Booksellers and uniform dealers adversely affected by closure of schools

Booksellers and uniform dealers adversely affected by closure of schools

Booksellers and uniform dealers face uncertain times on dwindling sales and revenues after the school reopening dates were moved to January.

The postponement announced last week portends a further dip in sales, which have been on a downward trajectory since March when the State shut learning institutions to combat the spread of Covid-19.

Education Cabinet secretary George Magoha said all basic learning institutions would reopen in January, dimming hopes of business recovery for the book and uniform traders.

“We were hoping to make sales from uniform replacements starting August but the date reviews mean we remain stuck with unmoving stock,” said Kanti Haria, partner at Uniform Outfitters.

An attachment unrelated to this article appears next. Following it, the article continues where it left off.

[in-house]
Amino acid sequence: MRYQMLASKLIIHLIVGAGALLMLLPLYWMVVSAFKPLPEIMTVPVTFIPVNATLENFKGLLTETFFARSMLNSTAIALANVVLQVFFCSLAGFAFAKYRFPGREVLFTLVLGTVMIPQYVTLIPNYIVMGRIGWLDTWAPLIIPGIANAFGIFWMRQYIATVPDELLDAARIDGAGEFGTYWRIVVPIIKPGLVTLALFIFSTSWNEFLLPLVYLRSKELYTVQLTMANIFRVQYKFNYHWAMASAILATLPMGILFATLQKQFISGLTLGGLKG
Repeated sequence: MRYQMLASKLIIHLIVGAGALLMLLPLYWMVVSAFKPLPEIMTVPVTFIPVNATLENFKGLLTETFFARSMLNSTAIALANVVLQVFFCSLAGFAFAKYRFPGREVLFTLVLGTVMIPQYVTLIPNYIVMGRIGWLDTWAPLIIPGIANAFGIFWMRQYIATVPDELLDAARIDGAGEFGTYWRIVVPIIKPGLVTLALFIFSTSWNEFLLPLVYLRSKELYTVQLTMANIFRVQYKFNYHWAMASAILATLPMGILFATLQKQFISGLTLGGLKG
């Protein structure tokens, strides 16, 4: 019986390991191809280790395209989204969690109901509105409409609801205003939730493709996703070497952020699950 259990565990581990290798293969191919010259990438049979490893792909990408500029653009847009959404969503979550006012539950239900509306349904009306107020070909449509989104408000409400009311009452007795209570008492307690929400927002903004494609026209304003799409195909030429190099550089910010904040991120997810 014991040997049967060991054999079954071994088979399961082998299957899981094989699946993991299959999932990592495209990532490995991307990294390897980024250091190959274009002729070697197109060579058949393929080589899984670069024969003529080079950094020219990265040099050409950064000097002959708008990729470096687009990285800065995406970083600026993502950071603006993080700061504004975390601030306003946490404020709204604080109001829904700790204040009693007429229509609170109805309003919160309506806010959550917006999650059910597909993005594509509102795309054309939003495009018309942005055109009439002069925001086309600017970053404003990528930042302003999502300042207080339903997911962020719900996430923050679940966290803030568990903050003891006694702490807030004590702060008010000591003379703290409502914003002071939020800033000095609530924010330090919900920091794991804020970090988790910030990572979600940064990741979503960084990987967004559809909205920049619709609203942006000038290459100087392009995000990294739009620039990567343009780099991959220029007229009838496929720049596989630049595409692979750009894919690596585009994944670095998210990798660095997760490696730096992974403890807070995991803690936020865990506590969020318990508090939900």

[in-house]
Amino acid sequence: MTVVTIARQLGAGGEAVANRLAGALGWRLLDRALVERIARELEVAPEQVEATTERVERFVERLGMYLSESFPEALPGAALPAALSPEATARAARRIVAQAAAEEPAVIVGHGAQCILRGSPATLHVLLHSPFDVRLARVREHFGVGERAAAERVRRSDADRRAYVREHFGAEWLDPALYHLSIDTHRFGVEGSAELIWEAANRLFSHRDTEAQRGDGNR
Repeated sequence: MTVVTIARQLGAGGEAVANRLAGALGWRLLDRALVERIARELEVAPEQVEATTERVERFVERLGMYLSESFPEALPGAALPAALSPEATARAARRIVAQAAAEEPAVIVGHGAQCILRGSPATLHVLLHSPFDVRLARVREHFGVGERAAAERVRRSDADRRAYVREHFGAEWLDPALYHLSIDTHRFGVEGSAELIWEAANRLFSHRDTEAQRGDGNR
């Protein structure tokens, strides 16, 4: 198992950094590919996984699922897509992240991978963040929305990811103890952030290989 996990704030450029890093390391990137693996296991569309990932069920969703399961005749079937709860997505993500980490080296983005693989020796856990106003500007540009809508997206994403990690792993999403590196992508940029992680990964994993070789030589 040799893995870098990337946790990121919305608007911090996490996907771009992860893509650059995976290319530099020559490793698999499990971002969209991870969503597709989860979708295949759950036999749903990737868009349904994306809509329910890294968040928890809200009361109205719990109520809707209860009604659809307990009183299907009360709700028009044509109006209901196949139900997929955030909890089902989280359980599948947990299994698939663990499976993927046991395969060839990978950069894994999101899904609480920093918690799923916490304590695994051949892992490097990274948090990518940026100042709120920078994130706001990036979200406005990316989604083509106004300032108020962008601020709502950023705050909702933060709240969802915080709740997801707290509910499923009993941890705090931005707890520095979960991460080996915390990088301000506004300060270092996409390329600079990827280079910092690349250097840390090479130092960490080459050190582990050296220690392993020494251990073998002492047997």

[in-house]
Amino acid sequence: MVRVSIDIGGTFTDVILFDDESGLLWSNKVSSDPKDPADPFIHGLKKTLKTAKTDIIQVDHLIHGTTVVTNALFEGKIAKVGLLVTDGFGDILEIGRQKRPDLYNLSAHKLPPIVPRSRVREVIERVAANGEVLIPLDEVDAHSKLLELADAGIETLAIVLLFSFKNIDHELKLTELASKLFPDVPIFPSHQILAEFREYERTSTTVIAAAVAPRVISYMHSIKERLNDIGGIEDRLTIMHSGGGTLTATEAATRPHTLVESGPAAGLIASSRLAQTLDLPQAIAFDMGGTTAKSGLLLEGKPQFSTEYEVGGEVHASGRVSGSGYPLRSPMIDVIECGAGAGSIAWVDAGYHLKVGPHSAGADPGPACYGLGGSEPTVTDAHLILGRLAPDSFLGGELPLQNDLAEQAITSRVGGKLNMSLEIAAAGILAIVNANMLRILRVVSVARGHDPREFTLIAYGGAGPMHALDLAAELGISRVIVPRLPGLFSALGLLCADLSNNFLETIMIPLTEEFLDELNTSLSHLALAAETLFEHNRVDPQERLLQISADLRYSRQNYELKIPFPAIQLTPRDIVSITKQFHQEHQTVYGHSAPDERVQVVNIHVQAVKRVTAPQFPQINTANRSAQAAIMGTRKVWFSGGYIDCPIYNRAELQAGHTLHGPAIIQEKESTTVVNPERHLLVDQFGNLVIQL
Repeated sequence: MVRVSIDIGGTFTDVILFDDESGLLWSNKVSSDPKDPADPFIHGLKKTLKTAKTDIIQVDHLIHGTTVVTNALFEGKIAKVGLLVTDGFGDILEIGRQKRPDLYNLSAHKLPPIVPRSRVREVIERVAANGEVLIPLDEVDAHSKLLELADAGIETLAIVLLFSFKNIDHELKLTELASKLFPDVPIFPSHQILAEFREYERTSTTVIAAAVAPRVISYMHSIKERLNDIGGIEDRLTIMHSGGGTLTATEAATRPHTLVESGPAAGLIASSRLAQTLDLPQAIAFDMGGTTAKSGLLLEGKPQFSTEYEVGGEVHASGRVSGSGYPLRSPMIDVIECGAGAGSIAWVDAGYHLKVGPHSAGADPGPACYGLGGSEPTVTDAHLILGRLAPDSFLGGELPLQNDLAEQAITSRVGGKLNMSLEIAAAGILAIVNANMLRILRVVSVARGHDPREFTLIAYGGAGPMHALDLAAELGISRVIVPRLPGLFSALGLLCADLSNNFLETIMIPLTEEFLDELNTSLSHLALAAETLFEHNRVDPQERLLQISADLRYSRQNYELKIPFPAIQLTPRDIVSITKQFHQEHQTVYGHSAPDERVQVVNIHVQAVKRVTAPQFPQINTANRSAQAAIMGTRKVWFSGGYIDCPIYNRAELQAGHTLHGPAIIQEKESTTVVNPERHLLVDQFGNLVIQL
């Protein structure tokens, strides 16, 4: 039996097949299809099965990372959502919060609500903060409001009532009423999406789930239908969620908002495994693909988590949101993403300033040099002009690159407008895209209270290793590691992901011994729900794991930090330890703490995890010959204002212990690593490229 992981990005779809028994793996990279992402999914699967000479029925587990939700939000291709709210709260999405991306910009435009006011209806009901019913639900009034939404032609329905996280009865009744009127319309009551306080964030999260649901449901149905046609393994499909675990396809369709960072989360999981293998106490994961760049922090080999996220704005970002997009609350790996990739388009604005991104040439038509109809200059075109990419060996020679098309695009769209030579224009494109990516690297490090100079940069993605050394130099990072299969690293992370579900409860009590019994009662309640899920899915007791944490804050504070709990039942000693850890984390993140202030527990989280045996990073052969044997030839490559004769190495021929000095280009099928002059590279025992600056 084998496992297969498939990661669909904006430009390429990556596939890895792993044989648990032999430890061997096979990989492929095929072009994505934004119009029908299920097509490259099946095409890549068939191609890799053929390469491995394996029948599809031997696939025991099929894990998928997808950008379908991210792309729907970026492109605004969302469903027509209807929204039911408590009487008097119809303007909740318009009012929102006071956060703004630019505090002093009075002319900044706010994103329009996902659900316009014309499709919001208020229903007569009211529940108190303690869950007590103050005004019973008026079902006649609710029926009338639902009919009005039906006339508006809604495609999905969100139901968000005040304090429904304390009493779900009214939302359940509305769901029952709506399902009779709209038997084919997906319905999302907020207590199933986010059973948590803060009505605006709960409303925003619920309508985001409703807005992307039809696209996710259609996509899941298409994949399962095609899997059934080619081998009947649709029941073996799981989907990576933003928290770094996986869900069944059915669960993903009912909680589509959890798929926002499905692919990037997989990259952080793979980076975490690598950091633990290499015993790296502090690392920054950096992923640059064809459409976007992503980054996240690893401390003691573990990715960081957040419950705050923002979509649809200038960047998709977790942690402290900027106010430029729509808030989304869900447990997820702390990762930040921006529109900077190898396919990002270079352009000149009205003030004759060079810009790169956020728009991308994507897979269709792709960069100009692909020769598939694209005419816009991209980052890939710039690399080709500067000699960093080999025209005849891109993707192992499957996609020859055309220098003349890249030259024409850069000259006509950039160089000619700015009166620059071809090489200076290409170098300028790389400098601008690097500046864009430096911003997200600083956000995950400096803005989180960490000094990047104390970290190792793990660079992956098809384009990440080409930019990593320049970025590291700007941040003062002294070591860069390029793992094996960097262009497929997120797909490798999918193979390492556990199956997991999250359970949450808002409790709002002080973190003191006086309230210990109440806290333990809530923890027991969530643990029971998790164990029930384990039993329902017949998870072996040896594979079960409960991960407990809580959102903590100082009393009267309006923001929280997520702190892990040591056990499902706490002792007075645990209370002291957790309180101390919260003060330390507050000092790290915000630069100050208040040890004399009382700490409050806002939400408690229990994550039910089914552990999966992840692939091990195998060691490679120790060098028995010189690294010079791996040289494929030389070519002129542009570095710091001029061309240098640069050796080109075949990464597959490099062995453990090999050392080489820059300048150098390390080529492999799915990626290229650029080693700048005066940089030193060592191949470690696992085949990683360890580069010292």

He says there are hardly any customers at the 90-year old outlet along Muindi Mbingu Street in Nairobi, pulling sales down 54 per cent.

Paying salaries for the 75 employees is proving difficult. Negotiations for a pay cut and retrenchment with the worker’s union are ongoing.

Mr Haria said the only other time business was this bad was during the 1982 coup.

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Brian Atigara, proprietor of Ungwaro School Outfitters that serves Lavington, Kileleshwa and Kawangware in Nairobi, said he had not sold a single uniform since March when the schools closed.

Savani’s Bookshop has recorded a 90 per cent drop in sales since the State imposed a dusk-to-dawn curfew and shut schools.

“To survive, management is considering diversifying the business by expanding the portfolio and pushing sales through e-commerce,” Munoru Rhoney, sales representatives at Savani’s.

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